Day 2 РDolphins visited us twice, they were dark gray with a bright white underside, we also saw a portuguese-man-of-war, a jelly fish with an inflated sail like bladder which floats on the surface. The jib came out of it’s track, this was another thing we bought new but hadn’t installed it, the old aluminum track was bent so it was difficult to get the jib to slide up in it. Jay had tried twice y la tercera es la vencida, so he was on his last try when he got it up. We also left without cutting the dinghy in half so we had been towing it with 2 lines, one broke off so Jay had to replace it while underway.

Day 3 РTides from the Bay of Fundy were affecting the seas where we were, 200 nautical miles away. Currents were strong and seas disorganized. We had to gybe constantly with the incoming and outgoing tides. The wind picked up to 20 knots, so we put down the jib knowing we probably wouldn’t be able to get it back up and just sailed with the main. I toke a turn at the helm at noon with the radio headphones, picking up some Canadian talk shows and classical music. The dinghy had been doing well for the most part while being towed, surfing and gliding behind us. Some unconscious thought made me look behind us and I saw the dinghy was upside down! I screamed for Jay and he jumped into the cockpit in a flash. The next few hours turned into a physical torment as we tacked and gybed back and forth in 8ft seas trying to rescue our dinghy, our live raft, our car! I laid stomach down on the leeward deck as Jay sailed by the dinghy trying to snag the floating line that was attached to it but after more than a handful of tries and being doused with a cold wave we decided to change tactics. We sailed directly upwind from the dinghy and put down the main, as we drifted down to it Jay put on a harness and secured a rope to it. That part was planned out and we had spoken about it but what followed was a total surprise. When we were about 10ft from the dinghy Jay stripped his clothes off and jumped into the cold North Atlantic butt naked and swam to the dinghy. He quickly secured a rope to the dinghy and swam back to Messenger climbed back onboard at the transom pulling himself up with the back stay, a feat probably nearly impossible to do on a regular day. But pumped with adrenaline he climbed up with no problem. Later, in retrospect, he told me all he could think about was of the shark infested waters he had jumped into. But voilá, we had it back and although we were exhausted, cold, bruised and bleeding, we had not given up, we had managed to save our dinghy. The hard part of the rescue was done but we still had some work cut out for us. We pulled the dinghy along side Messenger and flipped it over, it was full of water so then Jay had to jump into it and bail it out and secure new lines to it. Down bellow, where the girls had fallen asleep with the rocking and rolling, the boat was a disaster, everything had fallen about.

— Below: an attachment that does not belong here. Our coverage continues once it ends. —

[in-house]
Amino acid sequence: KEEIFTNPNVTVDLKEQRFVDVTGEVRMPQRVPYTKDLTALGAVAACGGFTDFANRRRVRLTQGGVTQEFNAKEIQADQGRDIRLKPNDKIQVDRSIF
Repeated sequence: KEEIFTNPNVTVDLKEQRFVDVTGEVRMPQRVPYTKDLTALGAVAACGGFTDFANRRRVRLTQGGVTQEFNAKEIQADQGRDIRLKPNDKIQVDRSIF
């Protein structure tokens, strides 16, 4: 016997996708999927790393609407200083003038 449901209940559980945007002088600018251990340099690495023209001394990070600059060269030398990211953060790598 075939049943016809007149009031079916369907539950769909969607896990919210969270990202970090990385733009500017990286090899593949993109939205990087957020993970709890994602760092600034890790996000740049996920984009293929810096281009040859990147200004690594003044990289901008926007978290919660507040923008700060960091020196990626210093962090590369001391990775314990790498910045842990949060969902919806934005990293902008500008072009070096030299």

Finally that evening the wind and seas had calmed and we began our slow approach towards Lunenberg. That night I drove for a good long stretch letting Jay finally get some needed rest.

Day 4 – Winds at 10 knots and we are finally parallel to land, seas have been calm and wind consistant making the boat flatter and our passage more comfortable. We saw a moon fish, 2 small sharks and a small whale in the distance. We arrived into Lunenberg before noon and too tired to sail onto a dock to check in so we anchored and rested until the next morning.